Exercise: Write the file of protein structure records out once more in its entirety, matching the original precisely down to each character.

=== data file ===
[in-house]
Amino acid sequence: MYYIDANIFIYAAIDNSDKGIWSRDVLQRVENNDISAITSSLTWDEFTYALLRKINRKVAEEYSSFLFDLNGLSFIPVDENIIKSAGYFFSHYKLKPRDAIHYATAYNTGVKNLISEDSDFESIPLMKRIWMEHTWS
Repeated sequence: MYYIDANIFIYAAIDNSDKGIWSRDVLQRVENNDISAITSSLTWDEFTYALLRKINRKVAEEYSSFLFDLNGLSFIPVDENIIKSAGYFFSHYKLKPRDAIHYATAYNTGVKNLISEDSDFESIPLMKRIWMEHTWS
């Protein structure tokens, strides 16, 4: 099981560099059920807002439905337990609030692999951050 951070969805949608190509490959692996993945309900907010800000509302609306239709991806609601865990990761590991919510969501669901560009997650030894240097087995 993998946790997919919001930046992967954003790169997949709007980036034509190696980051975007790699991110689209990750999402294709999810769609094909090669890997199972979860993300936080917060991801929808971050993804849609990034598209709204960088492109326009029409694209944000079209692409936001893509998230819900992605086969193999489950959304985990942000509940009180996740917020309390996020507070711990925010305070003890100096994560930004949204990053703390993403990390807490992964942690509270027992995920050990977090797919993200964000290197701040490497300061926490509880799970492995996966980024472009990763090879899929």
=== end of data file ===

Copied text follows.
[in-house]
Amino acid sequence: MYYIDANIFIYAAIDNSDKGIWSRDVLQRVENNDISAITSSLTWDEFTYALLRKINRKVAEEYSSFLFDLNGLSFIPVDENIIKSAGYFFSHYKLKPRDAIHYATAYNTGVKNLISEDSDFESIPLMKRIWMEHTWS
Repeated sequence: MYYIDANIFIYAAIDNSDKGIWSRDVLQRVENNDISAITSSLTWDEFTYALLRKINRKVAEEYSSFLFDLNGLSFIPVDENIIKSAGYFFSHYKLKPRDAIHYATAYNTGVKNLISEDSDFESIPLMKRIWMEHTWS
């Protein structure tokens, strides 16, 4: 099981560099059920807002439905337990609030692999951050 951070969805949608190509490959692996993945309900907010800000509302609306239709991806609601865990990761590991919510969501669901560009997650030894240097087995 993998946790997919919001930046992967954003790169997949709007980036034509190696980051975007790699991110689209990750999402294709999810769609094909090669890997199972979860993300936080917060991801929808971050993804849609990034598209709204960088492109326009029409694209944000079209692409936001893509998230819900992605086969193999489950959304985990942000509940009180996740917020309390996020507070711990925010305070003890100096994560930004949204990053703390993403990390807490992964942690509270027992995920050990977090797919993200964000290197701040490497300061926490509880799970492995996966980024472009990763090879899929």